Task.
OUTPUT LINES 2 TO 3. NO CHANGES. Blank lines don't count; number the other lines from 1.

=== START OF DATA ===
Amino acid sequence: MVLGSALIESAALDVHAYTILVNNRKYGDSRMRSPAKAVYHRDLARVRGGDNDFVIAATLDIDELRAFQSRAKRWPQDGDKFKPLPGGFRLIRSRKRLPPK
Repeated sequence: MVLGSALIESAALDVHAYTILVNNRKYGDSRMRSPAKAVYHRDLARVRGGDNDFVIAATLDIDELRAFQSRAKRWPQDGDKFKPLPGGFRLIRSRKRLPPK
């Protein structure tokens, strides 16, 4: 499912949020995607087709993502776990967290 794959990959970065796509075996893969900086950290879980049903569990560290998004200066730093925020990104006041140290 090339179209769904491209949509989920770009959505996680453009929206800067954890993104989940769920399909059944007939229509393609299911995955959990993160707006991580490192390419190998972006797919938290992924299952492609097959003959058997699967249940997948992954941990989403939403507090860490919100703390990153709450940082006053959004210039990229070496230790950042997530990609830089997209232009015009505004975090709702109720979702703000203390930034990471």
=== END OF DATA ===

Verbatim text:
Repeated sequence: MVLGSALIESAALDVHAYTILVNNRKYGDSRMRSPAKAVYHRDLARVRGGDNDFVIAATLDIDELRAFQSRAKRWPQDGDKFKPLPGGFRLIRSRKRLPPK
């Protein structure tokens, strides 16, 4: 499912949020995607087709993502776990967290 794959990959970065796509075996893969900086950290879980049903569990560290998004200066730093925020990104006041140290 090339179209769904491209949509989920770009959505996680453009929206800067954890993104989940769920399909059944007939229509393609299911995955959990993160707006991580490192390419190998972006797919938290992924299952492609097959003959058997699967249940997948992954941990989403939403507090860490919100703390990153709450940082006053959004210039990229070496230790950042997530990609830089997209232009015009505004975090709702109720979702703000203390930034990471």